half full

given that this has become known as the climate change farm, this year was starting to feel a little like i backed betamax just when i should've bought vhs

the idea of growing previously 'foreign' food - olives, peaches, apricots, grinding pepper etc - was a simple, sustainable way of taking advantage of climate change – or at least it seemed like it in the blaze of last summer



as you might imagine it's not been exactly peach-friendly precipitation, and watching the abundant blossom getting battered and washed from them along with the nectarines, apricots and almonds this spring left us feeling a bit flat: it was a miserable late spring and early summer didn’t feel much different

we’d built the predicted unpredictability of our new weather patterns into the equation by going for a large number of small to medium harvests - spreading our bets as it were – adding a range of forgotten fruit (quince, medlars, mulberries etc) as a kind of edible insurance, in the hope that in any given year we might get perhaps 80% of our potential harvests to materialize whatever the weather: we just weren’t quite expecting one of those occasional wetter, windier, decidedly unmediterranean years to come along quite so soon, in year 3

now that we’ve had a little sun, these forgotten english favourites on their damp-tolerant rootstocks have come into their own, hopefully providing us with a delicious, if small, payout, with the few peach, apricot and nectarine trees i’d kept in the polytunnel providing confirmation that when they flourish out in the open they won't be shy of flavour - forget the vapid early-picked supermarket spheres, the difference with these is like that between juice and squash



so sitting here eating nectarines by the river while looking at fruitless almond trees, i’m not quite sure what to think of this weird year, much less what to expect from next...i'm also trying to resist that male urge to reach conclusions before i should, after all it's early days when it comes to wrestling with the challenges and opportunities of climate change and this is just one year in the midst of many.... perhaps we can’t rely on four distinct seasons anymore, maybe this flux where autumn can turn up in summer, where spring comes, goes and reappears, just means that there’s even less for the grower to hang their hat on....i don’t know, but with more downtime than normal, it’s been a summer of conversations with growers across the farmgate and across the internet, and it seems that for most of us it's this year even more than last that feels like confirmation that there's something on the move, something fundamental, that's not just a tweak away from the norm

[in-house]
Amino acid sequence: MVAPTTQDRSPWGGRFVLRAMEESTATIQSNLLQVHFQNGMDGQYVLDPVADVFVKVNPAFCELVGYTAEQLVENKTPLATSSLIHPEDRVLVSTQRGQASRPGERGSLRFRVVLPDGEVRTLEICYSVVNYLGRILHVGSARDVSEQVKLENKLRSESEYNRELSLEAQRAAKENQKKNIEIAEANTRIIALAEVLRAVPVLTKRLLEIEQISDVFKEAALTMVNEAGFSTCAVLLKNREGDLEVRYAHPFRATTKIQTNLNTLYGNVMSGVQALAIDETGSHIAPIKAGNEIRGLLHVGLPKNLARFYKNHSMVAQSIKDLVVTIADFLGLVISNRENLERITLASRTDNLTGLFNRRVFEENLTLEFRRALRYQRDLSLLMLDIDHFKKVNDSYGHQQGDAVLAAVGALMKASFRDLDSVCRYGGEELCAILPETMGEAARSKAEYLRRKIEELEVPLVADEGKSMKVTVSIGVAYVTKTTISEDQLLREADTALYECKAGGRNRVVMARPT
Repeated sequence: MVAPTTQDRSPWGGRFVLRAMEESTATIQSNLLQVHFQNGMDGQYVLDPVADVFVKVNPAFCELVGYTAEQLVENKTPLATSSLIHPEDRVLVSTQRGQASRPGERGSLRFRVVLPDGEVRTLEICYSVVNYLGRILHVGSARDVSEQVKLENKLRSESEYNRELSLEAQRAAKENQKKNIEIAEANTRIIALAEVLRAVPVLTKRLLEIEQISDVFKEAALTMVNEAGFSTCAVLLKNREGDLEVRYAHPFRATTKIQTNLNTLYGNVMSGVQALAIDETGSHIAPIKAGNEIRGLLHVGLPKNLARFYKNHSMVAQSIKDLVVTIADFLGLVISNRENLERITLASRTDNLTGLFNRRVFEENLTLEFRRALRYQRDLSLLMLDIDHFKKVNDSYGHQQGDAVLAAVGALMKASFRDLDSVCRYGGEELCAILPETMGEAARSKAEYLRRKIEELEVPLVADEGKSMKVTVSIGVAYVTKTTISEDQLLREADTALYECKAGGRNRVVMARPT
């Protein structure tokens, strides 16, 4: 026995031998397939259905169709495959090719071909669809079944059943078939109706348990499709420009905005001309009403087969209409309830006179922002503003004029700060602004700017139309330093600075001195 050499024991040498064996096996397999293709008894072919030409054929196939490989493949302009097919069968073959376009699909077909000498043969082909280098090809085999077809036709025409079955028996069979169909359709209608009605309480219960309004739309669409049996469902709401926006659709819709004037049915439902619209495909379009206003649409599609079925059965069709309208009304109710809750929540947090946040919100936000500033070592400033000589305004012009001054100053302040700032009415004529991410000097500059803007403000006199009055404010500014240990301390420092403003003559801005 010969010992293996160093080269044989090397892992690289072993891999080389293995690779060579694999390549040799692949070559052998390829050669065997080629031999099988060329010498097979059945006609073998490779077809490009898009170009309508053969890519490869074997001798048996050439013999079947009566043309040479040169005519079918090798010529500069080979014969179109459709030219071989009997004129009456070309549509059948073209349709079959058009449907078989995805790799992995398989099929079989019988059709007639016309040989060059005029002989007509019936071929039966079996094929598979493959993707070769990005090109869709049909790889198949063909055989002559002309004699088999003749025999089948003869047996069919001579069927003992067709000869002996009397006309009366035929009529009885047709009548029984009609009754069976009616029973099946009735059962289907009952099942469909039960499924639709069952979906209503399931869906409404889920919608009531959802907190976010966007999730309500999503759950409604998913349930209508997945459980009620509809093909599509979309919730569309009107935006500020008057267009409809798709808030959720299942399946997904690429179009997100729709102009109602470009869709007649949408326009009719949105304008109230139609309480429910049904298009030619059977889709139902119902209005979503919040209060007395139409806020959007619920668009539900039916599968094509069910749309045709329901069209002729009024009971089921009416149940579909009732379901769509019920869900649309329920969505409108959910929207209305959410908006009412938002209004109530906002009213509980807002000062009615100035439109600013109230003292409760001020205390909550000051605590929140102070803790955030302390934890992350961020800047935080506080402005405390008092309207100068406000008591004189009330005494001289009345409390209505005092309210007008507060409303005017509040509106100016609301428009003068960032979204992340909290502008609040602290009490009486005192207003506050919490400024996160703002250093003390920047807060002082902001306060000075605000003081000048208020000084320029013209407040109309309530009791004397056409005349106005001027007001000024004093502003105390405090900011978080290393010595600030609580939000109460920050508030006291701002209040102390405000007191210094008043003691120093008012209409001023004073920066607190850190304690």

as george monbiot puts far more eloquenter than i ever could, part of our problem in dealing with climate change is that we tend to see the future as enhanced replications of today, our storyline of dreams and schemes played out on an essentially unchanging stage - but the whole backdrop is moving, and that's not easy to bring into the everyday when the sun still rises in the same place, liverpool finish outside the top two, night follows day....this year might just make that reality of global change more believable, at least to us growers out in it every day, and if we can recognize that, bring it into the everyday of what we do and communicate it to those unlucky enough not to work on the land then maybe there’s at least something positive to rescue from all this rain

Go to Otter Farm | by Mark D